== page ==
I go to a Grammar School (but I joined after my GCSEs, so I have lots of experience with comprehensive schools. Sadly.), and frankly that not everyone here ends up a millionaire is shocking in itself. The work ethic is ridiculous, and you're being challenged all the time simply because there's always someone around you that is so much better than you at something (I have a grade 8 in piano and thought I was a musical genius before I met someone that has a grade 8 in five, yes five instruments, including the piano. I thought I was a mathematical genius because I got into BMO2, then I realized three of my new friends got A*s in their Maths and Further Maths A-Levels when they were in year 8 and one teaches future IMO participants. I thought I was a... I think you get the point).

    The biggest advantage Grammar Schools have over comprehensive schools is that they can form an environment where everyone associates hard work with rewards. Once you have that in your mind, you will do well at whatever it is that you want to do, hence my millionaire remark earlier.

    The point I'm trying to make is that there is nowhere better than a (good) Grammar School for those that cannot afford a public school (although the best Grammar Schools tend to outperform some public schools too) if you thrive when challenged and want to be around the best and brightest. But if you have a poor work ethic or simply don't like challenges, you may be better off without.
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    (Original post by Alstair)
    Don't get me wrong, I am ardently pro nerd. Big fan of the cow puns btw. Very admirabull
    Likewise! I have no more years at my school to look forward to so I'll really miss the atmosphere.

    Why thank you, though I can't deny a lot of them are cheesy so I cud do butter!
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    (Original post by muffinmachine)
    Being a Grammar School means very little, really. There are some very good schools that aren't Grammar Schools, and some very bad ones that are. But the thing is, on average, Grammar Schools tend to be full of people that have been overachievers since they were 11. These places resemble Public Schools as much as a free school can, and they really don't try to, it's a consequence of hiring great staff.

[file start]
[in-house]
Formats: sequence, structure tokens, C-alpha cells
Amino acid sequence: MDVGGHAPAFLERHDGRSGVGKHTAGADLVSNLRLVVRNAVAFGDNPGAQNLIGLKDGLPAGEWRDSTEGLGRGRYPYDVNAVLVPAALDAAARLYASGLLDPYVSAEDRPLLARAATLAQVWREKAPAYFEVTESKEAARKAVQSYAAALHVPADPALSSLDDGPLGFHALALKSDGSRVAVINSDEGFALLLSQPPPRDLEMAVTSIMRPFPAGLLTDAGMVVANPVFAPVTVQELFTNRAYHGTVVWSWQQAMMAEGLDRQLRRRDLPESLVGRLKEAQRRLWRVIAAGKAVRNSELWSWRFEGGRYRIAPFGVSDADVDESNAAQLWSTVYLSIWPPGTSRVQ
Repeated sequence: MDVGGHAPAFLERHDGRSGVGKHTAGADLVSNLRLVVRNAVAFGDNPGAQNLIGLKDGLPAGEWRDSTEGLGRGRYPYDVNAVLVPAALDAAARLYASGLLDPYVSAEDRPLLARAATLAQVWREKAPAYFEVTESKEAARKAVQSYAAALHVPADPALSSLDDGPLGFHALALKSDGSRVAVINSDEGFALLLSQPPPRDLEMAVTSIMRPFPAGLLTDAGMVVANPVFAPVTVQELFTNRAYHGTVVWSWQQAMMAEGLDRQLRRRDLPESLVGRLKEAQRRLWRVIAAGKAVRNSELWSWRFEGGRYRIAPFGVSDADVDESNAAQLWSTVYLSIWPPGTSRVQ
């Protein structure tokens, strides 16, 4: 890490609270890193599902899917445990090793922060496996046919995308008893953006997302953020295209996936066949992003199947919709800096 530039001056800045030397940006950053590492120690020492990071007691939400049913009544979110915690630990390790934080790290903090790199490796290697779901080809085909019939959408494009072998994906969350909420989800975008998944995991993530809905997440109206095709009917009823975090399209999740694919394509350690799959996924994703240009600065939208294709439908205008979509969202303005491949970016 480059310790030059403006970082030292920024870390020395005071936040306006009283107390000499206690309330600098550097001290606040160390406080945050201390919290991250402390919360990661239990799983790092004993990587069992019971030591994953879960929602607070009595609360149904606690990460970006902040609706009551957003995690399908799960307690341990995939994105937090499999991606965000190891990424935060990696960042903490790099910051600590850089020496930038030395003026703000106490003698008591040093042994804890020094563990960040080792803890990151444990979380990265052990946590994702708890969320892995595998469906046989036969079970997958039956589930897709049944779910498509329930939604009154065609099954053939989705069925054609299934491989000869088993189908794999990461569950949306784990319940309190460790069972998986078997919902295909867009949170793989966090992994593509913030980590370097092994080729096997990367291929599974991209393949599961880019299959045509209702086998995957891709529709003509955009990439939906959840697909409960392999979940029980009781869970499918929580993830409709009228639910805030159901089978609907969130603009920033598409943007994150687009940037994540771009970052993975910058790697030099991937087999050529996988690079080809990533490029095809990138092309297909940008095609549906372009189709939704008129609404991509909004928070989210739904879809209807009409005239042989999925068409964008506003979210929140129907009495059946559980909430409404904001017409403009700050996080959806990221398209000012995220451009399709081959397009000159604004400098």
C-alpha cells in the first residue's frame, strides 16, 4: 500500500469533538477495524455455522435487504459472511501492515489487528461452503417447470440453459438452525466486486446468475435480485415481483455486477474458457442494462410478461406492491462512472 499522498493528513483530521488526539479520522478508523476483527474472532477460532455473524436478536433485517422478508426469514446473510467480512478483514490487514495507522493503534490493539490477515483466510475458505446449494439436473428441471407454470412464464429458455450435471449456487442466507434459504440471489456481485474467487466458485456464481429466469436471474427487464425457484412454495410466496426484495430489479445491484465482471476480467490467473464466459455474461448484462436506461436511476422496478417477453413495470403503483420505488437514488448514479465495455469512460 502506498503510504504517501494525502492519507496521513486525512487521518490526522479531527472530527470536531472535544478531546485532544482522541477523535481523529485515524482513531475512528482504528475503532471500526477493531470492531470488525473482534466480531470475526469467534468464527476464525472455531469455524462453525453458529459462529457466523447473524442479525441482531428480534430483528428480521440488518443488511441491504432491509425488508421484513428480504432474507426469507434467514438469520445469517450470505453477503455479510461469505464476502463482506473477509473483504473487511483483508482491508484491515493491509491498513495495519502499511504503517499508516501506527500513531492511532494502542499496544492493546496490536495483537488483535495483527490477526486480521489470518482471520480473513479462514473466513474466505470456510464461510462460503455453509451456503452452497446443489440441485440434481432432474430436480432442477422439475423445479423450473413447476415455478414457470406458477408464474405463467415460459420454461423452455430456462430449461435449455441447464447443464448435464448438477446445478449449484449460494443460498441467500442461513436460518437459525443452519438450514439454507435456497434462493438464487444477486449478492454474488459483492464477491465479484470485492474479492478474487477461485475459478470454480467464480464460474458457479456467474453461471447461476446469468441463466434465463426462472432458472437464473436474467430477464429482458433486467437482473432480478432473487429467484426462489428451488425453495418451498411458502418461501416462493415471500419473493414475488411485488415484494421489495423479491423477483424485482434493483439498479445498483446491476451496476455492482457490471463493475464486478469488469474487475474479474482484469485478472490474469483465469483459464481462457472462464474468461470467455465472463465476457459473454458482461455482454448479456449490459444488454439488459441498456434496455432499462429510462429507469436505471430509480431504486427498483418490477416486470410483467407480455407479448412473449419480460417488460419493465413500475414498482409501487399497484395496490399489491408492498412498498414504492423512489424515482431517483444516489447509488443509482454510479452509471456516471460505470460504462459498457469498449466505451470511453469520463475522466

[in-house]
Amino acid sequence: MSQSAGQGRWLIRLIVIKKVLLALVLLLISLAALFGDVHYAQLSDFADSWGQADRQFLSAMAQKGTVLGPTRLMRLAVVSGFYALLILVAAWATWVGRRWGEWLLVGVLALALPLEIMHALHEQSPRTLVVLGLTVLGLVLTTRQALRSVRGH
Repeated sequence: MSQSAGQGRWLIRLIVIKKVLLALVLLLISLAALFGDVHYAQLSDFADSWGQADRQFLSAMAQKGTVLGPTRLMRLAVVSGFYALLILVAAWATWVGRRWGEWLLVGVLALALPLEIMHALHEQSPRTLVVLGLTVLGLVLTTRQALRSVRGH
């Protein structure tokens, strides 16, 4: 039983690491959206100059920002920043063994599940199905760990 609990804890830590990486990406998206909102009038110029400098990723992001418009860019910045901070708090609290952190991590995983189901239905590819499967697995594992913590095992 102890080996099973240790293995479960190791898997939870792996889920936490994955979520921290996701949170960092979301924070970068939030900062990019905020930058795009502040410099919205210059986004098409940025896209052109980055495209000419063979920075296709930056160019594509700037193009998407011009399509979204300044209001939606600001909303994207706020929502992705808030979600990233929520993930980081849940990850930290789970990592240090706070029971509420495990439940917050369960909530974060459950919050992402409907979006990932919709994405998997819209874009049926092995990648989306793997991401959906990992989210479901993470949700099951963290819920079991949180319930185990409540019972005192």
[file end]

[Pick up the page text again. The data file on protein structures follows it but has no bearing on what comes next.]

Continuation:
I go to a Grammar School (but I joined after my GCSEs, so I have lots of experience with comprehensive schools. Sadly.), and frankly that not everyone here ends up a millionaire is shocking in itself. The work ethic is ridiculous, and you're being challenged all the time simply because there's always someone around you that is so much better than you at something it's shocking (I have a grade 8 in piano and thought I was a musical genius before I met someone that has a grade 8 in five, yes five instruments, including the piano. I thought I was a mathematical genius because I got into BMO2, then I realized three of my new friends got A*s in their Maths and Further Maths A-Levels when they were in year 8 and one teaches future IMO participants. I thought I was a... I think you get the point).

    The biggest advantage Grammar Schools have over comprehensive schools is that they can form an environment where everyone associates hard work with rewards. Once you have that in your mind, you will do well at whatever it is that you want to do, hence my millionaire remark earlier.

    The point I'm trying to make is that there is nowhere better than a (good) Grammar School if you cannot afford a public school (although the best Grammar Schools tend to outperform some public schools too) if you thrive when challenged and want to be around the best and brightest. But if you have a poor work ethic or simply don't like challenges, you may be better off without.
    What letter does your city begin with?
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    (Original post by interrupting cow)
    What letter does your city begin with?
    My school is in London.
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    (Original post by interrupting cow)
    What letter does your city begin with?
    It took me a whole 24 hours to realize that a stranger on the internet just asked where I live, and I told them...

    So, how are you planning on killing me? I hope it's something creative...